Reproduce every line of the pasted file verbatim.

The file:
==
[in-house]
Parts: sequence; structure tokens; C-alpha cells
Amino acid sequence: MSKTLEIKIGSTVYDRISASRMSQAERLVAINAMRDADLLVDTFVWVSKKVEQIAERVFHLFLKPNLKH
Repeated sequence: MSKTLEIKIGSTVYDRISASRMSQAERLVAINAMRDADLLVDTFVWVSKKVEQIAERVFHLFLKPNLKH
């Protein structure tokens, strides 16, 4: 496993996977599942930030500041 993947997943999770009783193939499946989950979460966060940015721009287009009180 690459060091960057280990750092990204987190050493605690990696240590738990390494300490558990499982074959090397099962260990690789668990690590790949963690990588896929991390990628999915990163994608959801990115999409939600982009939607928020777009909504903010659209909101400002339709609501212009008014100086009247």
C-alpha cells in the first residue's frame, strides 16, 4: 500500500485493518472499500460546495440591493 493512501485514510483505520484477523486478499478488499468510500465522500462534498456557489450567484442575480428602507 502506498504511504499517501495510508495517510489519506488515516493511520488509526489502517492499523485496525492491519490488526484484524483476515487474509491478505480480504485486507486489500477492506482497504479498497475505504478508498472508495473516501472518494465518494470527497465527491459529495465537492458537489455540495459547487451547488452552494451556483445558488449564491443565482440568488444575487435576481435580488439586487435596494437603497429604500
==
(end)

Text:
[in-house]
Parts: sequence; structure tokens; C-alpha cells
Amino acid sequence: MSKTLEIKIGSTVYDRISASRMSQAERLVAINAMRDADLLVDTFVWVSKKVEQIAERVFHLFLKPNLKH
Repeated sequence: MSKTLEIKIGSTVYDRISASRMSQAERLVAINAMRDADLLVDTFVWVSKKVEQIAERVFHLFLKPNLKH
């Protein structure tokens, strides 16, 4: 496993996977599942930030500041 993947997943999770009783193939499946989950979460966060940015721009287009009180 690459060091960057280990750092990204987190050493605690990696240590738990390494300490558990499982074959090397099962260990690789668990690590790949963690990588896929991390990628999915990163994608959801990115999409939600982009939607928020777009909504903010659209909101400002339709609501212009008014100086009247």
C-alpha cells in the first residue's frame, strides 16, 4: 500500500485493518472499500460546495440591493 493512501485514510483505520484477523486478499478488499468510500465522500462534498456557489450567484442575480428602507 502506498504511504499517501495510508495517510489519506488515516493511520488509526489502517492499523485496525492491519490488526484484524483476515487474509491478505480480504485486507486489500477492506482497504479498497475505504478508498472508495473516501472518494465518494470527497465527491459529495465537492458537489455540495459547487451547488452552494451556483445558488449564491443565482440568488444575487435576481435580488439586487435596494437603497429604500